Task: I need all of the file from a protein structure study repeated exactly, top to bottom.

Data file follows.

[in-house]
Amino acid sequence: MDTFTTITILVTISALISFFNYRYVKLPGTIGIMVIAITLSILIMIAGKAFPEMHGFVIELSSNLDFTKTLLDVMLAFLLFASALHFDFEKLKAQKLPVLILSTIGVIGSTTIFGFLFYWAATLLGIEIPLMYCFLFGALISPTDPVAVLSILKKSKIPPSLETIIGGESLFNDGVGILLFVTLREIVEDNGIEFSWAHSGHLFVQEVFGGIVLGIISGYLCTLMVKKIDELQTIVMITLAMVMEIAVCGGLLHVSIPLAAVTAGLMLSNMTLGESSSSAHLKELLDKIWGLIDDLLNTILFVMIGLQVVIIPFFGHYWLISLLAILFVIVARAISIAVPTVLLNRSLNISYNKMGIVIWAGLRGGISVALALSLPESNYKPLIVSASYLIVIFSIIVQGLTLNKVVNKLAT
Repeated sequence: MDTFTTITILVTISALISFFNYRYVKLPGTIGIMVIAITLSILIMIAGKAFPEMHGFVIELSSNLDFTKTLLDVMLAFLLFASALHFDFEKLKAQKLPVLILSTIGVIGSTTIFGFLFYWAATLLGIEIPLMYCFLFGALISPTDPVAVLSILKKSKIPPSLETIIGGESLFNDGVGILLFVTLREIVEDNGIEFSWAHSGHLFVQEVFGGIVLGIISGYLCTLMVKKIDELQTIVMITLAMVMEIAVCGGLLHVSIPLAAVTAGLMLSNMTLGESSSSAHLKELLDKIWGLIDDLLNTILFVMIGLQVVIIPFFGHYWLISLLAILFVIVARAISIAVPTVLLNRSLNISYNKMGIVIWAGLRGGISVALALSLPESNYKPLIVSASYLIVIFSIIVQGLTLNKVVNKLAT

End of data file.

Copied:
[in-house]
Amino acid sequence: MDTFTTITILVTISALISFFNYRYVKLPGTIGIMVIAITLSILIMIAGKAFPEMHGFVIELSSNLDFTKTLLDVMLAFLLFASALHFDFEKLKAQKLPVLILSTIGVIGSTTIFGFLFYWAATLLGIEIPLMYCFLFGALISPTDPVAVLSILKKSKIPPSLETIIGGESLFNDGVGILLFVTLREIVEDNGIEFSWAHSGHLFVQEVFGGIVLGIISGYLCTLMVKKIDELQTIVMITLAMVMEIAVCGGLLHVSIPLAAVTAGLMLSNMTLGESSSSAHLKELLDKIWGLIDDLLNTILFVMIGLQVVIIPFFGHYWLISLLAILFVIVARAISIAVPTVLLNRSLNISYNKMGIVIWAGLRGGISVALALSLPESNYKPLIVSASYLIVIFSIIVQGLTLNKVVNKLAT
Repeated sequence: MDTFTTITILVTISALISFFNYRYVKLPGTIGIMVIAITLSILIMIAGKAFPEMHGFVIELSSNLDFTKTLLDVMLAFLLFASALHFDFEKLKAQKLPVLILSTIGVIGSTTIFGFLFYWAATLLGIEIPLMYCFLFGALISPTDPVAVLSILKKSKIPPSLETIIGGESLFNDGVGILLFVTLREIVEDNGIEFSWAHSGHLFVQEVFGGIVLGIISGYLCTLMVKKIDELQTIVMITLAMVMEIAVCGGLLHVSIPLAAVTAGLMLSNMTLGESSSSAHLKELLDKIWGLIDDLLNTILFVMIGLQVVIIPFFGHYWLISLLAILFVIVARAISIAVPTVLLNRSLNISYNKMGIVIWAGLRGGISVALALSLPESNYKPLIVSASYLIVIFSIIVQGLTLNKVVNKLAT